The cracks are starting to show when it comes to glass recycling

Cessnock City Council is appealing to all levels of government to take action and deal with the growing glass crisis plaguing the nation.
Cessnock City Council is appealing to all levels of government to take action and deal with the growing glass crisis plaguing the nation.Currently thousands of tonnes of glass from the Hunter Valley region is being placed into storage interstate, as the glass recycling industry has collapsed in Australia.

Cessnock City Mayor, Councillor Bob Pynsent said the time to act is now, ahead of this becoming a disaster.

“This is a serious problem not just in our local government area but across Australia as it is cheaper for companies to import new glass products from overseas rather than recycling glass on our own shores.”

“Stockpiling of glass can only continue for so long, Federal and State governments need to look at ways to improve market conditions or develop new reuse options.”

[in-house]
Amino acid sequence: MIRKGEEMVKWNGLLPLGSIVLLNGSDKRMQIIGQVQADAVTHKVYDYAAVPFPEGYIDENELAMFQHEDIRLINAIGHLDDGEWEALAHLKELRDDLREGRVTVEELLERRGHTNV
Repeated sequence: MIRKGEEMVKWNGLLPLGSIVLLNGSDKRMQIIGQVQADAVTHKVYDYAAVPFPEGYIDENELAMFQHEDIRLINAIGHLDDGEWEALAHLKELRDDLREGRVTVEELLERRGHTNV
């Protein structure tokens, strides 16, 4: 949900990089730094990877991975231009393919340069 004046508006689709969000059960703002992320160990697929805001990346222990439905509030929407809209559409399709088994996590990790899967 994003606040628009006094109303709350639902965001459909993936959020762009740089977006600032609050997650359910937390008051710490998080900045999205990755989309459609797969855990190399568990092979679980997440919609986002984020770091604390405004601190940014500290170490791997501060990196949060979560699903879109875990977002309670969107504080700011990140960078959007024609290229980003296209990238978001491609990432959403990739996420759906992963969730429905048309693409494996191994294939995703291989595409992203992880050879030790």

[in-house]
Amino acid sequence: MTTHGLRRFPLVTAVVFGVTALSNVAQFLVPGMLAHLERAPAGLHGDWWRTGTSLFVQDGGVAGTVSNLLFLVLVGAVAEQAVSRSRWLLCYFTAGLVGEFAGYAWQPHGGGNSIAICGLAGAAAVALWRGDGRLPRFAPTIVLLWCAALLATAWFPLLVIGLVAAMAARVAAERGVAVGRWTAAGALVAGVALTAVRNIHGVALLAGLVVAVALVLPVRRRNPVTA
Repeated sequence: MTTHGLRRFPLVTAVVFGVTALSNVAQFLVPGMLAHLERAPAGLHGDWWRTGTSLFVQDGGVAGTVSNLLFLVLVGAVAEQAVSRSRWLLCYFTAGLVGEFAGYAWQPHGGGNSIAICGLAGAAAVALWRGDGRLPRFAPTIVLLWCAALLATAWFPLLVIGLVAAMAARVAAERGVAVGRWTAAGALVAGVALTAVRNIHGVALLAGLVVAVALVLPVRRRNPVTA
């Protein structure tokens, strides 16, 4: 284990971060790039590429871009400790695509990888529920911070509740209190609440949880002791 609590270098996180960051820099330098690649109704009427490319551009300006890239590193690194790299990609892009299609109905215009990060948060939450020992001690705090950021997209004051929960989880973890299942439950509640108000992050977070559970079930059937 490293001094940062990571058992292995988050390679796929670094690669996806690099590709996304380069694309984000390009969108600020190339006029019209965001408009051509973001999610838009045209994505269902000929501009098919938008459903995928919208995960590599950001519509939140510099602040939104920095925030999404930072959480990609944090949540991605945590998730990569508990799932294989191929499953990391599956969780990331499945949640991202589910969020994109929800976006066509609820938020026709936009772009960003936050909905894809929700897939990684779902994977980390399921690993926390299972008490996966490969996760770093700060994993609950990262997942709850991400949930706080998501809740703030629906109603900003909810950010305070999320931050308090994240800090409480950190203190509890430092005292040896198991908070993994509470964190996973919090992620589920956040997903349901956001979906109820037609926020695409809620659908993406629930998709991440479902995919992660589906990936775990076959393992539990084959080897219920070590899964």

The report put before Council highlighted some alarming statistics. Australia consumes about 1.36 million tonnes of glass packaging per year and glass consumption in NSW is at its highest, as we produce 460,000 tonnes.

The report also outlined that the last remaining glass recycling facility shut its doors in 2015, marking the end of glass processing and recovery in Eastern Australia. Council is also calling on peak industry bodies to do their bit and develop standards for use of recycled products in the construction industry.

A notice of motion to the NSW Local Government Conference and the National General Assembly of Local Governments will also be lodged by Council in a bid to ramp up pressure.  The move by Council follows Maitland City Council voting to take similar action last month. 

 9/12/2017